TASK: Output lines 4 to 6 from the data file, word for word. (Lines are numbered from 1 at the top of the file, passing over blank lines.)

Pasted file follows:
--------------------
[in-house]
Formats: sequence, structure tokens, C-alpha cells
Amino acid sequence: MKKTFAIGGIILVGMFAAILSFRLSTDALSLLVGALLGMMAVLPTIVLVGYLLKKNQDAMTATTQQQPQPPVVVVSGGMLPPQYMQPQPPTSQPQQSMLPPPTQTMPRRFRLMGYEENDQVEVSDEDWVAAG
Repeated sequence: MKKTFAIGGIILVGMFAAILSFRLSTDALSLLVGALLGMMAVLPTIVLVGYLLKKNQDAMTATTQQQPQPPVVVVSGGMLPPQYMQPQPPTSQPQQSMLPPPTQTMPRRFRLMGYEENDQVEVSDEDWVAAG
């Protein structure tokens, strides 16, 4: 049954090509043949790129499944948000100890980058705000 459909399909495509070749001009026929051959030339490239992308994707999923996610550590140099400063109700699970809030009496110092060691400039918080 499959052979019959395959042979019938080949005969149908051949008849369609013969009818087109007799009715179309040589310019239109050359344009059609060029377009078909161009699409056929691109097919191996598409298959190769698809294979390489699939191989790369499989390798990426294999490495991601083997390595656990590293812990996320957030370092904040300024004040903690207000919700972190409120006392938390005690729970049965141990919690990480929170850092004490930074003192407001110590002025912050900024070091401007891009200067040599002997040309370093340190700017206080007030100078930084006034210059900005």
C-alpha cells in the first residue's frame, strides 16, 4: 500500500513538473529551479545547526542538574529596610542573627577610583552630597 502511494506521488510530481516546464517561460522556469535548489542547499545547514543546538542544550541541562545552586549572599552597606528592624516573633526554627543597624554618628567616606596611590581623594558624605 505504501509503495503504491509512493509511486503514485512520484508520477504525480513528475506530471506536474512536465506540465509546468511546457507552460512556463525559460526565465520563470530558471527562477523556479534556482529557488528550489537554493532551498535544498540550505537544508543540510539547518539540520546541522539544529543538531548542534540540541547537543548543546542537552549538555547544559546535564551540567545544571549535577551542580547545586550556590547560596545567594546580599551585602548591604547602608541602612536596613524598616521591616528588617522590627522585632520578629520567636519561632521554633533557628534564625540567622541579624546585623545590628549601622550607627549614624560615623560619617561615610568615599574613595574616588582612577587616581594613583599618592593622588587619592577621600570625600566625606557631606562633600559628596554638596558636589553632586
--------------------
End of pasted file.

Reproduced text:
Repeated sequence: MKKTFAIGGIILVGMFAAILSFRLSTDALSLLVGALLGMMAVLPTIVLVGYLLKKNQDAMTATTQQQPQPPVVVVSGGMLPPQYMQPQPPTSQPQQSMLPPPTQTMPRRFRLMGYEENDQVEVSDEDWVAAG
């Protein structure tokens, strides 16, 4: 049954090509043949790129499944948000100890980058705000 459909399909495509070749001009026929051959030339490239992308994707999923996610550590140099400063109700699970809030009496110092060691400039918080 499959052979019959395959042979019938080949005969149908051949008849369609013969009818087109007799009715179309040589310019239109050359344009059609060029377009078909161009699409056929691109097919191996598409298959190769698809294979390489699939191989790369499989390798990426294999490495991601083997390595656990590293812990996320957030370092904040300024004040903690207000919700972190409120006392938390005690729970049965141990919690990480929170850092004490930074003192407001110590002025912050900024070091401007891009200067040599002997040309370093340190700017206080007030100078930084006034210059900005």
C-alpha cells in the first residue's frame, strides 16, 4: 500500500513538473529551479545547526542538574529596610542573627577610583552630597 502511494506521488510530481516546464517561460522556469535548489542547499545547514543546538542544550541541562545552586549572599552597606528592624516573633526554627543597624554618628567616606596611590581623594558624605 505504501509503495503504491509512493509511486503514485512520484508520477504525480513528475506530471506536474512536465506540465509546468511546457507552460512556463525559460526565465520563470530558471527562477523556479534556482529557488528550489537554493532551498535544498540550505537544508543540510539547518539540520546541522539544529543538531548542534540540541547537543548543546542537552549538555547544559546535564551540567545544571549535577551542580547545586550556590547560596545567594546580599551585602548591604547602608541602612536596613524598616521591616528588617522590627522585632520578629520567636519561632521554633533557628534564625540567622541579624546585623545590628549601622550607627549614624560615623560619617561615610568615599574613595574616588582612577587616581594613583599618592593622588587619592577621600570625600566625606557631606562633600559628596554638596558636589553632586